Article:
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Cheshire Plain from the Mid Cheshire Ridge

Cheshire shown within England

Cheshire showing four unitary authorities

Cheshire is a ceremonial county in the North West of England. Chester is the county town, and formerly gave its name to the county. The largest town is Warrington, and other major towns include Congleton, Crewe, Ellesmere Port, Macclesfield, Nantwich, Northwich, Runcorn, Sandbach, Widnes, Wilmslow and Winsford. The county is administered as four unitary authorities.

Cheshire occupies a boulder clay plain (pictured) which separates the hills of North Wales from the Peak District of Derbyshire. The county covers an area of 2,343 km2 (905 sq mi), with a high point of 559 m (1,834 ft) elevation. The estimated population is a little over one million, 19th highest in England, with a population density of 449 people per km2.

The county was created in around 920, but the area has a long history of human occupation dating back to before the last Ice Age. Deva was a major Roman fort, and Cheshire played an important part in the Civil War. Predominantly rural, the county is historically famous for the production of Cheshire cheese, salt and silk. During the 19th century, towns in the north of the county were pioneers of the chemical industry, while Crewe became a major railway junction and engineering facility.

Selected article

St Mary's Church, Astbury

St Mary's Church, Astbury, is a grade-I-listed Anglican parish church in the village of Newbold Astbury. The existing church is Norman in origin, perhaps replacing a Saxon building on the site. The exterior dates from the 13th and 14th centuries, and all styles of English Gothic architecture are visible: Early English, Decorated, and Perpendicular. During the civil war, Sir William Brereton's Roundheads stabled their horses in the church. The interior was restored by George Gilbert Scott in the 19th century.

Described as "one of the most exciting Cheshire churches," it has an unusual trapezoidal shape, with an exceptionally wide nave, broader than that of Chester Cathedral. The tower is separate from the body of the church, joined to it by a passage with a porch, and is built in millstone grit, a rare material in Cheshire churches. The interior contains a Norman round-headed archway, and has the largest collection of medieval fittings and furniture of any Cheshire church. A late-13th-century canopied tomb, two medieval memorials and more than fifty 17th-century gravestones survive in the churchyard.

Selected image

Chimney-piece from Tabley Old Hall

The chimney-piece from Tabley Old Hall, now ruinous, is displayed at nearby Tabley House. It dates from 1619, and is in painted and gilded wood, with carvings including statues of Lucretia, Cleopatra and a female nude reclining on a skull.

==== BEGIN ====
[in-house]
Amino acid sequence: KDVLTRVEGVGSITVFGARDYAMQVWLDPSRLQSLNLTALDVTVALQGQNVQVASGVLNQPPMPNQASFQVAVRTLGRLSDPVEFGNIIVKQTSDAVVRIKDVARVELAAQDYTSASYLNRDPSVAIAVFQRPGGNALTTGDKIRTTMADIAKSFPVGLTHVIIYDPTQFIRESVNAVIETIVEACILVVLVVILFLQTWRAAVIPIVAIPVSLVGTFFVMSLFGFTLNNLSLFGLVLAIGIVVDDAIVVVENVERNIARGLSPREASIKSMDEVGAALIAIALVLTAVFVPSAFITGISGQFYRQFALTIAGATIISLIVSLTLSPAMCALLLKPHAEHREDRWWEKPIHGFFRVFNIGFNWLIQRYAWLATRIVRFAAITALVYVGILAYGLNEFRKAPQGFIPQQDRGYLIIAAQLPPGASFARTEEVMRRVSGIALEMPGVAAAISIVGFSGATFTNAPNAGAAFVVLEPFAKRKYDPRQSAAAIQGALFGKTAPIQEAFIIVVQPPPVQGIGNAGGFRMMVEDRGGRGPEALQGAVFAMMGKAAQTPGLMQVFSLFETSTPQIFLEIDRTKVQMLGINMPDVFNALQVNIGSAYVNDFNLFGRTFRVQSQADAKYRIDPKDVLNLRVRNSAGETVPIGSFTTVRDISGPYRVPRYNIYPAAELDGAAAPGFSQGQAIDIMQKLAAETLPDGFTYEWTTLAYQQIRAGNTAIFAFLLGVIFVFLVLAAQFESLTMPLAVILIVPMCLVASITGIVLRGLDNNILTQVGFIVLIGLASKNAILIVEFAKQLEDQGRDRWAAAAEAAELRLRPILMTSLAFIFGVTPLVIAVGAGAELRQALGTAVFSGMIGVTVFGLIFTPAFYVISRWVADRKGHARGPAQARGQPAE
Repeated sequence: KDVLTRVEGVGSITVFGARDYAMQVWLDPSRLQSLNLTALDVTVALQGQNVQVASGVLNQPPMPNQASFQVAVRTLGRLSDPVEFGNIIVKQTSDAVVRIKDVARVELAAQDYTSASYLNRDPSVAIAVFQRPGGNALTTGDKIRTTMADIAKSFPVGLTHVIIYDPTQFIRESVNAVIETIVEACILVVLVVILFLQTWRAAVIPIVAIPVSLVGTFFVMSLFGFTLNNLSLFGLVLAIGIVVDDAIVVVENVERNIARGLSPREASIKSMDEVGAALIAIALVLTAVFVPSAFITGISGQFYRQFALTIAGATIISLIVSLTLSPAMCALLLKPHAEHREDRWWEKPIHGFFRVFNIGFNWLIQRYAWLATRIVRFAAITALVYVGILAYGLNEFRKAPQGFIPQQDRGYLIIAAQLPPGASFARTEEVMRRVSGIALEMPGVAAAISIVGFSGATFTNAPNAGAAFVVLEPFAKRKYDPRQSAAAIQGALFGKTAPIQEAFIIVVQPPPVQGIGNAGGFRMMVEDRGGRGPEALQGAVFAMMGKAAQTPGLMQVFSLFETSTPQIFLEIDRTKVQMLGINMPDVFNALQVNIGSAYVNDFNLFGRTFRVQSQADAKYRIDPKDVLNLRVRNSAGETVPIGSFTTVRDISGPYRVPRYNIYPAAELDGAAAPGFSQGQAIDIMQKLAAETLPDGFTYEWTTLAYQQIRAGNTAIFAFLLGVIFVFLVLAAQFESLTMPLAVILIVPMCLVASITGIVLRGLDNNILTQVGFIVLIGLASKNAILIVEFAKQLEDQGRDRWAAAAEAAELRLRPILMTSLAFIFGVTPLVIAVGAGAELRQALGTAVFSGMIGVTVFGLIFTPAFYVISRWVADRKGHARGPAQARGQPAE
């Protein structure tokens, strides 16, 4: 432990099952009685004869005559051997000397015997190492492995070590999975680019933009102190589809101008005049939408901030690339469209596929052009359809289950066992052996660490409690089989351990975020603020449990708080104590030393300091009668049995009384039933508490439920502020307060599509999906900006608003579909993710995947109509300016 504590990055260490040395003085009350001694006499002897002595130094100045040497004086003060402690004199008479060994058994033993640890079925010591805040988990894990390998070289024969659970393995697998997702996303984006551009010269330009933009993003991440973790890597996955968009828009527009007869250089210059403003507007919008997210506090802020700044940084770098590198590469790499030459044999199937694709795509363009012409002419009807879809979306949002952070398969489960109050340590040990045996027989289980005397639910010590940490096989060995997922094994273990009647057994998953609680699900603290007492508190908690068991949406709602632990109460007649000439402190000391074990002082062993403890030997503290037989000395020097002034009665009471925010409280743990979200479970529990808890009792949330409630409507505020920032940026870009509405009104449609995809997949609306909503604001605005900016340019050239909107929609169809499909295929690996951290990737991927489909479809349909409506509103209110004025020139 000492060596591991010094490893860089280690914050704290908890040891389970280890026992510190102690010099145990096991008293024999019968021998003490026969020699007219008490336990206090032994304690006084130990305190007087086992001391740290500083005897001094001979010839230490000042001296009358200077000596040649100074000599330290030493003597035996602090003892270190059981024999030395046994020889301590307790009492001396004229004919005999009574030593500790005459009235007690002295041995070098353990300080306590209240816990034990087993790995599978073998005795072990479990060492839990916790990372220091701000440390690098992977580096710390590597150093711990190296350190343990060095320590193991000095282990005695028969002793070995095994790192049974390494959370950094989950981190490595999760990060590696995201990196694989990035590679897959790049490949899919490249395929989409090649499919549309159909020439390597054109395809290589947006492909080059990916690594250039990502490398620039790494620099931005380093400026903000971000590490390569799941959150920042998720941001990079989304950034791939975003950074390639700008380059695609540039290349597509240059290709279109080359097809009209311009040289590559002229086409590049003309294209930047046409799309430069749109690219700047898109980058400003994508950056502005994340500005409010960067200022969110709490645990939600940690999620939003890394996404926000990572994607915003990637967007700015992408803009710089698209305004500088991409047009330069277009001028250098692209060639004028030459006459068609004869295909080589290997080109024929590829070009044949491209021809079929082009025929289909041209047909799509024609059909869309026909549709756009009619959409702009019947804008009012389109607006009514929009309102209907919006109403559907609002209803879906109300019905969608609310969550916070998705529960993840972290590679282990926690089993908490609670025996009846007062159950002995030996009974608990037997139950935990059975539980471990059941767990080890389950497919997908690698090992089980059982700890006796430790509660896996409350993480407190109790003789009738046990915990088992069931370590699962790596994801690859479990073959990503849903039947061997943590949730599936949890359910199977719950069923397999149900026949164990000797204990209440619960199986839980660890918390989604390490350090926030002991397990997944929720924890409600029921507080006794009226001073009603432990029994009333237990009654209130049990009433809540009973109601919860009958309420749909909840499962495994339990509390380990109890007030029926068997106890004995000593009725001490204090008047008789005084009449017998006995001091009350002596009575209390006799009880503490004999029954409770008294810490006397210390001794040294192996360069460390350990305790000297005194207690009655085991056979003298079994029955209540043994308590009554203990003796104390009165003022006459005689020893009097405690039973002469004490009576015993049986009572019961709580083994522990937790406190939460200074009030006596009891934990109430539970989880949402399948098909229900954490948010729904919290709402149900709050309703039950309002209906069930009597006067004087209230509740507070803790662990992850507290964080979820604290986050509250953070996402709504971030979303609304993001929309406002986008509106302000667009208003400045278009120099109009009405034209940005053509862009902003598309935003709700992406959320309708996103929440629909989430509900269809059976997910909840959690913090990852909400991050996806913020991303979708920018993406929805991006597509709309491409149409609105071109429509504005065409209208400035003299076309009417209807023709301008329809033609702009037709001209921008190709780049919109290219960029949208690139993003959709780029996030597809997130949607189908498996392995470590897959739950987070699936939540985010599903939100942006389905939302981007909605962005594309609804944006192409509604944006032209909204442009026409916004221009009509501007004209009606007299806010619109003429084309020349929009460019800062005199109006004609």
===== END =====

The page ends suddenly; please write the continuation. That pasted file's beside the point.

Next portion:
Credit: Peter I. Vardy (April 2010)

In the news

15 July: The Bank of England announces that the mathematician Alan Turing, who died in Wilmslow, has been chosen as the theme for the new £50 note.

7 July: Jodrell Bank Observatory is named by UNESCO as a World Heritage Site.

27 June: A major fire occurs in a warehouse in the Golden Triangle Industrial Estate, Widnes.

18 June: Cheshire police and crime commissioner David Keane calls for the police and crime panel's chair to resign, after the latter criticised Cheshire Constabulary's deputy chief constable for wearing a rainbow lanyard in support of the LGBT+ community on duty.

13 June: Over 4,000 greater Bermuda land snails, previously believed to have been extinct, are returned to Bermuda after a captive breeding programme at Chester Zoo.

12 June: Severe flooding in the Nantwich and Crewe area blocks roads and disrupts the Crewe–Chester and Chester–Shrewsbury railway lines.

27 May: In the European Parliament election, 3 Brexit party, 2 Labour, 2 Liberal Democrat and 1 Green are elected in the North West.

22 May: Cheshire East and Cheshire West and Chester councils elect Labour leaders – Cheshire East's first – after no party gained an overall majority on either council in recent elections.

Selected list

Billy Hobby's Well, Grosvenor Park, Chester (1865–67)

The output of Chester-based architect John Douglas (1830–1911) included a diverse range of non-residential works. The majority of his works were in Cheshire and North Wales. His architectural styles were eclectic, but as he worked during the Gothic Revival period much of his output incorporates elements of the English Gothic style. He is probably best remembered for his incorporation of vernacular elements in his buildings, especially half-timbering, but also tile-hanging, pargeting, and decorative brickwork in diapering and tall chimney stacks.

In addition to numerous churches, Douglas's non-residential works included a great variety of buildings such as schools, shops, offices, hotels, public houses, banks, model farms, cheese factories, a gentlemen's club, a public baths and a public convenience. The Eastgate Clock in Chester, a memorial of Queen Victoria's Diamond Jubilee, is perhaps the best known of the smaller commissions he undertook. Other examples include memorials, a canopy over a well (pictured), a temporary triumphal arch, a garden ornament and an obelisk.


Top: Map of modern Cheshire showing urban areas (grey) and the major road network. Chester (red) is the county town, and Warrington has the greatest population. Towns with more than 10,000 inhabitants in 2011 are highlighted; the size of dot gives a rough indication of the relative population.

Bottom: Relief map showing the major hills. The Mid Cheshire Ridge is a discontinuous ridge of low hills running north–south from Beacon Hill (north of Helsby Hill) to Bickerton Hill. Most other high ground falls within the Peak District in the east of the county. Shining Tor (559 metres), on the boundary with Derbyshire, forms the county's high point.